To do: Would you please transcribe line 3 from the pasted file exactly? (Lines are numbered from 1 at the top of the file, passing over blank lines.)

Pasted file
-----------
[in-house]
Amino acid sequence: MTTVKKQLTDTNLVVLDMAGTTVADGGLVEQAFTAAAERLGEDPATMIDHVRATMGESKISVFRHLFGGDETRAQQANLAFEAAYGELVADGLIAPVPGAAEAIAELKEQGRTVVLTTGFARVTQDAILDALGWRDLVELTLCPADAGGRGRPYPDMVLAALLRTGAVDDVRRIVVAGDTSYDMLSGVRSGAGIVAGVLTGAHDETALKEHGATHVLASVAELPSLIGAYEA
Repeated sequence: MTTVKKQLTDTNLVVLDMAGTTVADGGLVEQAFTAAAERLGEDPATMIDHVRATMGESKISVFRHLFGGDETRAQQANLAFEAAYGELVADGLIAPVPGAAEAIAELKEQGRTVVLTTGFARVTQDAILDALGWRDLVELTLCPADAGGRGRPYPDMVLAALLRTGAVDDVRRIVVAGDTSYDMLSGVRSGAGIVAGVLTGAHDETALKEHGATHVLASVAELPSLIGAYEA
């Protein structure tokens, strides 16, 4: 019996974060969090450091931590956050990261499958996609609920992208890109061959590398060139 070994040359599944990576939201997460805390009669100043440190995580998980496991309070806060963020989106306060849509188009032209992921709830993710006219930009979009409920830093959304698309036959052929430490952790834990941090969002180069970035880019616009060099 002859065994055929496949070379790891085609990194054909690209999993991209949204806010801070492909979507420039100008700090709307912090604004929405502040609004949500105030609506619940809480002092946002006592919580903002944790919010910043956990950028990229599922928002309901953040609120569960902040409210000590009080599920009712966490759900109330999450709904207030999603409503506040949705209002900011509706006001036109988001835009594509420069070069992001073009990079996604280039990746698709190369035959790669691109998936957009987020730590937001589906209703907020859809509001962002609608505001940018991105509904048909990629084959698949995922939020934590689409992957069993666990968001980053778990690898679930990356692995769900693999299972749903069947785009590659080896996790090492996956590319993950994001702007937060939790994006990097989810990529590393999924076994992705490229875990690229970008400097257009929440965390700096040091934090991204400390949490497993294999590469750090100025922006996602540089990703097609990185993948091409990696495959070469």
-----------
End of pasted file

Repeated sequence: MTTVKKQLTDTNLVVLDMAGTTVADGGLVEQAFTAAAERLGEDPATMIDHVRATMGESKISVFRHLFGGDETRAQQANLAFEAAYGELVADGLIAPVPGAAEAIAELKEQGRTVVLTTGFARVTQDAILDALGWRDLVELTLCPADAGGRGRPYPDMVLAALLRTGAVDDVRRIVVAGDTSYDMLSGVRSGAGIVAGVLTGAHDETALKEHGATHVLASVAELPSLIGAYEA